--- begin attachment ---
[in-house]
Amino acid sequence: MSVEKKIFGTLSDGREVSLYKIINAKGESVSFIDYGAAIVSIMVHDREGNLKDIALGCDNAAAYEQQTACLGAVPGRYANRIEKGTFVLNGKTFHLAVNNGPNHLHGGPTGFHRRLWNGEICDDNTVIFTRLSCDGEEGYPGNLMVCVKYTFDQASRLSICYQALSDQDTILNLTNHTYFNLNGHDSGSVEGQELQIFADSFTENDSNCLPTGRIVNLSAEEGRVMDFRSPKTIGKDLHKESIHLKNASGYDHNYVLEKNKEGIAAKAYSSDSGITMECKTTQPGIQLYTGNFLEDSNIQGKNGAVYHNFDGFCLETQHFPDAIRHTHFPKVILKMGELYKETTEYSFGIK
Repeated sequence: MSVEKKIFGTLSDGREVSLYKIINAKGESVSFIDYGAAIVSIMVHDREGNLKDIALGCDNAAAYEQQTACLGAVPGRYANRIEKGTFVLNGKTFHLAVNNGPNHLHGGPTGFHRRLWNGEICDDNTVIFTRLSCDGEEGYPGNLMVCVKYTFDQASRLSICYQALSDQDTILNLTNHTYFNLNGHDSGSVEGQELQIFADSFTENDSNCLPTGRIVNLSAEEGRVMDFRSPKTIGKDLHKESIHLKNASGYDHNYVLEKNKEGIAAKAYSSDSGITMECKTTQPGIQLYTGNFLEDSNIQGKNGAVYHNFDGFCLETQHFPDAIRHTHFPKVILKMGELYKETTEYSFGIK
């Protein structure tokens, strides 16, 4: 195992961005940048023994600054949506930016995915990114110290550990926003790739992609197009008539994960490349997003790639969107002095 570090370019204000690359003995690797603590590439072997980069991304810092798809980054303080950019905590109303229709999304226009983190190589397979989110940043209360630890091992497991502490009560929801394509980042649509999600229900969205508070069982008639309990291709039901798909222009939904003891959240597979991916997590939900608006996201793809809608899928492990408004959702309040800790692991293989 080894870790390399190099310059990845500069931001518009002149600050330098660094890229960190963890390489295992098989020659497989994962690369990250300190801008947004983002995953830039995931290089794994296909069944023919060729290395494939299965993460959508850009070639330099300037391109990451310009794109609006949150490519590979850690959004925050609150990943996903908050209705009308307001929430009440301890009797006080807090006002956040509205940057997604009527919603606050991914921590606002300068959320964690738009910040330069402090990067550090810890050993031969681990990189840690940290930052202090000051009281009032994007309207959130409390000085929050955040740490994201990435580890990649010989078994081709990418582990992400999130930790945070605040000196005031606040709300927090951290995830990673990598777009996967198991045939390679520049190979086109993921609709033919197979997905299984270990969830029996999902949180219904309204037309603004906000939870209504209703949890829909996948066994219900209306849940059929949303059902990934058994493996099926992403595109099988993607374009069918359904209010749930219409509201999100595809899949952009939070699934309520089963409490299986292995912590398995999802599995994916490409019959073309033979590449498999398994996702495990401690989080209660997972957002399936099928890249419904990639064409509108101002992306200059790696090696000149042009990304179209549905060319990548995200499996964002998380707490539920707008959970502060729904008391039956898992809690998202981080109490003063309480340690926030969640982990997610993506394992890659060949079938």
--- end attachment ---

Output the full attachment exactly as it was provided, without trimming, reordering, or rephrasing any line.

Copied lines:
[in-house]
Amino acid sequence: MSVEKKIFGTLSDGREVSLYKIINAKGESVSFIDYGAAIVSIMVHDREGNLKDIALGCDNAAAYEQQTACLGAVPGRYANRIEKGTFVLNGKTFHLAVNNGPNHLHGGPTGFHRRLWNGEICDDNTVIFTRLSCDGEEGYPGNLMVCVKYTFDQASRLSICYQALSDQDTILNLTNHTYFNLNGHDSGSVEGQELQIFADSFTENDSNCLPTGRIVNLSAEEGRVMDFRSPKTIGKDLHKESIHLKNASGYDHNYVLEKNKEGIAAKAYSSDSGITMECKTTQPGIQLYTGNFLEDSNIQGKNGAVYHNFDGFCLETQHFPDAIRHTHFPKVILKMGELYKETTEYSFGIK
Repeated sequence: MSVEKKIFGTLSDGREVSLYKIINAKGESVSFIDYGAAIVSIMVHDREGNLKDIALGCDNAAAYEQQTACLGAVPGRYANRIEKGTFVLNGKTFHLAVNNGPNHLHGGPTGFHRRLWNGEICDDNTVIFTRLSCDGEEGYPGNLMVCVKYTFDQASRLSICYQALSDQDTILNLTNHTYFNLNGHDSGSVEGQELQIFADSFTENDSNCLPTGRIVNLSAEEGRVMDFRSPKTIGKDLHKESIHLKNASGYDHNYVLEKNKEGIAAKAYSSDSGITMECKTTQPGIQLYTGNFLEDSNIQGKNGAVYHNFDGFCLETQHFPDAIRHTHFPKVILKMGELYKETTEYSFGIK
């Protein structure tokens, strides 16, 4: 195992961005940048023994600054949506930016995915990114110290550990926003790739992609197009008539994960490349997003790639969107002095 570090370019204000690359003995690797603590590439072997980069991304810092798809980054303080950019905590109303229709999304226009983190190589397979989110940043209360630890091992497991502490009560929801394509980042649509999600229900969205508070069982008639309990291709039901798909222009939904003891959240597979991916997590939900608006996201793809809608899928492990408004959702309040800790692991293989 080894870790390399190099310059990845500069931001518009002149600050330098660094890229960190963890390489295992098989020659497989994962690369990250300190801008947004983002995953830039995931290089794994296909069944023919060729290395494939299965993460959508850009070639330099300037391109990451310009794109609006949150490519590979850690959004925050609150990943996903908050209705009308307001929430009440301890009797006080807090006002956040509205940057997604009527919603606050991914921590606002300068959320964690738009910040330069402090990067550090810890050993031969681990990189840690940290930052202090000051009281009032994007309207959130409390000085929050955040740490994201990435580890990649010989078994081709990418582990992400999130930790945070605040000196005031606040709300927090951290995830990673990598777009996967198991045939390679520049190979086109993921609709033919197979997905299984270990969830029996999902949180219904309204037309603004906000939870209504209703949890829909996948066994219900209306849940059929949303059902990934058994493996099926992403595109099988993607374009069918359904209010749930219409509201999100595809899949952009939070699934309520089963409490299986292995912590398995999802599995994916490409019959073309033979590449498999398994996702495990401690989080209660997972957002399936099928890249419904990639064409509108101002992306200059790696090696000149042009990304179209549905060319990548995200499996964002998380707490539920707008959970502060729904008391039956898992809690998202981080109490003063309480340690926030969640982990997610993506394992890659060949079938």